Since 2001, Arizona has seen a steady jump in the number of high school students taking at least one Advanced Placement exam — from 10.1 percent of the Class of 2001 to 16.6 percent of the Class of 2011.
Though it’s still far below the national average of 30.2 percent, according to the most recent report out this month by The College Board, East Valley school leaders say they are seeing an increase in the number of AP tests students are taking.
AP courses are given in high school, but are more rigorous than a typical class. They’re in-line with college courses — and students may receive college credit for them either through dual enrollment or through successfully passing an AP exam.
Research shows students who take these exams are better prepared for college and are more likely to complete their degrees.
Chandler Unified School District has seen a 65 percent jump in the number of AP exams students are taking since 2008, according to Matthew Strom, research analyst for the district. Chandler is making a big push for AP courses at its high schools, he said.
Hamilton High School senior Surina Das, 16, is one of the reasons those numbers have jumped. She has already taken six AP exams and plans to take five more this year.
“I think compared to honors classes you have to put in a lot more time, especially outside of school. For AP classes, homework takes longer. You have to be willing to put in the effort. You have to know going into it you’re making a commitment to something,” she said.
And though she’s happy to take the college credits she’ll receive — if the university she attends accepts them — she said she would have taken the classes anyway.
“Most of them are for topics I’m interested in. If I didn’t take AP classes, I would be a little bored and wouldn’t feel as challenged,” she said.
Hamilton teacher Scott Reed, who teaches AP psychology, said some students only take one AP test, while others take many.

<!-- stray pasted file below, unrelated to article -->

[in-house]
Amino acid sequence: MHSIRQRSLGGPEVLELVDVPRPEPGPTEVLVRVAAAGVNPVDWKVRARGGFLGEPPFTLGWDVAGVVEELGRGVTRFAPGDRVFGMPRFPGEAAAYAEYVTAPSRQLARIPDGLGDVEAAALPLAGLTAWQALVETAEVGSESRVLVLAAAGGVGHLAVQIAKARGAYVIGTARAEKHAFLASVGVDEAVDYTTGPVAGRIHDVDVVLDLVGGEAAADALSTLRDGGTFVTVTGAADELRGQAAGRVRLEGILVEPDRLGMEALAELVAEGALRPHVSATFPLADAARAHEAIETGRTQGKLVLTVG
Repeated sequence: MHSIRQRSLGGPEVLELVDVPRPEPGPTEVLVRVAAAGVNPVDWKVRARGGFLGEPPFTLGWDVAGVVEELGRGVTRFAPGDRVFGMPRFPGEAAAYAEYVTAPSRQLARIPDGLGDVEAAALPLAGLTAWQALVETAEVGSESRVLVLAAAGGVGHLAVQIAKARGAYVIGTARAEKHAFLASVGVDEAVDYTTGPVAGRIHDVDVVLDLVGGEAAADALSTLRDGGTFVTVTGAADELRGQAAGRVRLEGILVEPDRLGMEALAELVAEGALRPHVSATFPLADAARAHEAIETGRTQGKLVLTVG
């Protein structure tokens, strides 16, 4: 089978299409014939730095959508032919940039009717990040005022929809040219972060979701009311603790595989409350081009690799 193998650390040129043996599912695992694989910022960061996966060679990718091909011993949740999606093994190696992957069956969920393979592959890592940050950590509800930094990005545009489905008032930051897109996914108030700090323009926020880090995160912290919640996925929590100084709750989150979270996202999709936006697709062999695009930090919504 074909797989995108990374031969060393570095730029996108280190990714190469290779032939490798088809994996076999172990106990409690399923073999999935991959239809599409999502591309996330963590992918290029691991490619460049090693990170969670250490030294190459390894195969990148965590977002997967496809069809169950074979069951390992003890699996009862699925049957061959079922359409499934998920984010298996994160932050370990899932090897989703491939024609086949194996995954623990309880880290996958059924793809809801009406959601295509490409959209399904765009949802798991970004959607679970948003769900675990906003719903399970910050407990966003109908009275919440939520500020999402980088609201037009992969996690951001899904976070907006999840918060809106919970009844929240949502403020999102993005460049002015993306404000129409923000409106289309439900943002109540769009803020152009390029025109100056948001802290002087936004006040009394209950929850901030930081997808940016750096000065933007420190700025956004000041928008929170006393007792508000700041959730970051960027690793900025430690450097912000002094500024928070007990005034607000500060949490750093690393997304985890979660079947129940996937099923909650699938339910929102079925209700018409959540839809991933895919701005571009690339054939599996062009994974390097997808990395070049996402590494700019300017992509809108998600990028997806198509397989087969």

The school is home to an AVID program (Advancement Via Individual Determination), designed to encourage students to reach academic heights they may not have tried to achieve.
“AVID has really helped us get the average student and push them to try to expand themselves. That’s one of the big reasons we’re at the top of the state,” with AP exams, Reed said.
Last year, 785 Hamilton students took 1,694 exams.
While Mesa Unified School District has not seen an increase in the number of students taking AP exams, it has seen a jump in the number of exams taken, said Joe O’Reilly, executive director for student achievement support.
In 2011, Mesa students took 2,773 AP exams — 36 percent higher than three years ago.
Students can take AP classes in a variety of topics, from math and literature to history and science. Nationwide, geography and environmental science have gained in popularity. Gilbert Unified School District plans to add an AP human geography class next school year.
Barbara VeNard, assistant superintendent for the Gilbert district, said the classes raise the level of learning in the schools.
“It’s a great opportunity for students. It encourages advanced learning and advanced performance from the students in regards to instruction,” she said.
Gilbert requires AP classes for its students on one of its campuses — the Gilbert Classical Academy. Last year, 89 students there took 151 exams.
District-wide, 1,250 Gilbert students took AP exams in 2011. But many students are involved in the dual enrollment classes the district offers through local community colleges, VeNard said. Some students don’t even sit for the exams because they’re already receiving college credit with the AP exam tied to dual credit.
Universities and colleges determine whether or not to accept AP credit based on how students perform on the exams. A passing score is a 3, but some schools require or 4 or a 5 (the highest possible).